George Washington sits regally on a cloud, a vacuum protruding from his groin like a phallus, sucking up “us poor saps—the consumers,” says Jim Shaw, the Los Angeles-based artist who created the larger-than-life, black-and-white, cartoon-style cutout entitled “Hoovering.”
It’s one of 65 pieces ranging from screenprints to a bejeweled shopping cart that comprise Shaw’s audacious installation on the first floor of LA’s newest museum, the Marciano Art Foundation. The museum opens to the public today for free.
“We live in a consumer’s society rather than a producer’s. First you lose your job, then your ability to consume, then you have no identity left. I was trying to create a Boschian hellscape, and had a nice hellscape to work with,” Shaw says.
The Marciano’s inaugural exhibit sprawls across the cavernous former theater of the Scottish Rite Masonic Temple on Wilshire Boulevard in Windsor Square. The mens-only fraternity left many ornate relics behind after selling the gorgeous temple to Guess Jeans cofounders Maurice and Paul Marciano four years ago.
Shaw, who works out of a studio in Altadena and is fascinated with cults and conspiracy theories, selected huge stage backdrops and wacky wigs from the temple’s theater and basement before the Marciano brothers got to work repurposing the building into a museum. Those objects are now interspersed among Shaw’s art.
“I haven’t found anything that explains why there’d be a three-headed, glitter-covered snake on a backdrop of hell with naked adults running away from them. Those don’t seem to relate to any of the particular initiation rituals for the different degrees, but, like I said, I’m not a Mason,” Shaw says. “What they do is secret ... That’s why it’s been the subject of so many conspiracy theories over time.”
The Scottish Rite is “like graduate school” for Freemasons, says Susan Aberth, an art history professor at Bard College in New York. While Freemasonry has three degrees, the Scottish Rite offers 32, each of them attained by participating in theatrical one-act plays.
“The various degrees propel men to consider things or to avoid things like selfishness and prejudices and to push them to higher moral ground,” Aberth says. “It’s one thing to sit in a classroom and be a passive receptacle of knowledge, but when one enters a ritual and participates ... the experience is more profound.”
To outsiders, those dramatic productions remain one of Freemasonry’s biggest mysteries. Not everything about the fraternal order is secret, says Aberth, but the origins of the clandestine ceremonies might be explained by a theory that the Freemasons arose from medieval guilds when stonemasons wanted to protect their trade secrets while designing ornate Gothic cathedrals. Many Freemason symbols, such as levels and compasses, and ceremonial garb, such as aprons, relate to architecture.
Today, many modern lodges and temples are beautifully ornate. The spectacular Wilshire Boulevard building was designed in 1961 by Millard Sheets, a painter, muralist, and architectural designer best known for creating Southern California’s mosaic-embellished bank buildings.
In an oral history recorded at UCLA, Sheets described the marble and travertine fortress as being like its own city, with lounges, a library, a 2,000-seat auditorium, and a 1,500-person dining room with an “excellent view of the city.” The face is embellished with symbols, impressive sculptures, and mosaics. There are original mosaics inside, too: pretty gold drinking fountains and ribbons of gold-glazed mosaics on the lobby walls.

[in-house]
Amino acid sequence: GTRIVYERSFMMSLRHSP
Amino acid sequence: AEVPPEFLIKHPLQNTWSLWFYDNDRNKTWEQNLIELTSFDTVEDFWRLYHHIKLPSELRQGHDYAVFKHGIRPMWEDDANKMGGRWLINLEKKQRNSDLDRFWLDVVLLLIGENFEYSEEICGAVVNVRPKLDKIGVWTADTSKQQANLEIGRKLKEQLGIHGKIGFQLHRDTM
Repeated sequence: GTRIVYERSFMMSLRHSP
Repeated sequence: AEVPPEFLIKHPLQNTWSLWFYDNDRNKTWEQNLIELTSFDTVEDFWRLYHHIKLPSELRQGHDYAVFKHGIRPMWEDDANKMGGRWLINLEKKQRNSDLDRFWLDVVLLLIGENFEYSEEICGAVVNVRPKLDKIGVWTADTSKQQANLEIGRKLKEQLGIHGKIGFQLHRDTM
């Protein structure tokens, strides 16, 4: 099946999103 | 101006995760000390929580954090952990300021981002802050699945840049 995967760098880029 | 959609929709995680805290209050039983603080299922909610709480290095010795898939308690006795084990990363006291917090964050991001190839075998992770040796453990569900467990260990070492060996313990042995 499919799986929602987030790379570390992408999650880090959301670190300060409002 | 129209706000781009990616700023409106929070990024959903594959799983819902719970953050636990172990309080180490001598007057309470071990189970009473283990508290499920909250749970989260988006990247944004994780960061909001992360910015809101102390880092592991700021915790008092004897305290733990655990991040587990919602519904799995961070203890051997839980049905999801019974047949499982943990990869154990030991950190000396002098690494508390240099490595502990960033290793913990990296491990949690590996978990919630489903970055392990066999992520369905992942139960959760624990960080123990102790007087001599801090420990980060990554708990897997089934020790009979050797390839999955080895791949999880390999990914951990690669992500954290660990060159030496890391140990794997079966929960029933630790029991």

That transformation, which opens the temple to the public for the first time, was led by architect Kulapat Yantrasast and his firm wHy. They kept many of the lower floors’ architectural details intact but removed a large fresco in the lobby. They opened up the third floor, turning it into what Los Angeles Times architecture critic Christopher Hawthorne has described as a “white cube,” to showcase the Marciano’s personal collection.
Their collection, acquired over the last two decades, includes pieces by Mike Kelley, Christopher Wool, Albert Oehlen, and Jonas Wood; it doesn’t deviate too far from offerings at The Broad and Museum of Contemporary Art.
Shaw’s fun, provocative installation, which touches on themes of (Anglo-Saxon) power and corruption, as well as mythology and politics, is the star. It’s a perfect fit, not only because of the topics, but because Shaw is considered an “appropriation artist,” perhaps best known for his “Thrift Store Paintings,” where he altered works plucked from the garbage, garage sales, and flea markets.
“Jim Shaw: The Wig Museum” is not permanent. The first floor of the Marciano Art Foundation will be used for temporary exhibits, with Shaw’s presentation on display through September 17.
The Marcianos, however, have devoted an entire room on the mezzanine to Freemasonry artifacts from velvet-and-fringe aprons (Maurice Marciano says they are his favorite item in the Relic Room) to satin banners. It was curated by Aberth.
Freemasonry, she says, “is one of the most important aspects of the history of the United States, yet it is consistently ignored, particularly its visual culture. Everywhere lodges are closing, their contents are auctioned off with no respect ... and that is a real shame, because the tenets of freemasonry are very positive, about democracy.”
Shaw says he believes the Masons hold too many secrets and too much power, but he says he loves their “tchotchkes” and infatuation with symbols, even if he doesn’t know what they all mean.
“In my art, I could glue together a bunch of imagery that I thought was cool,” he says. “I like for there to actually be a meaning behind it ... I’m making a commentary, [but] once it leaves your hand, people interpret it the way they want.”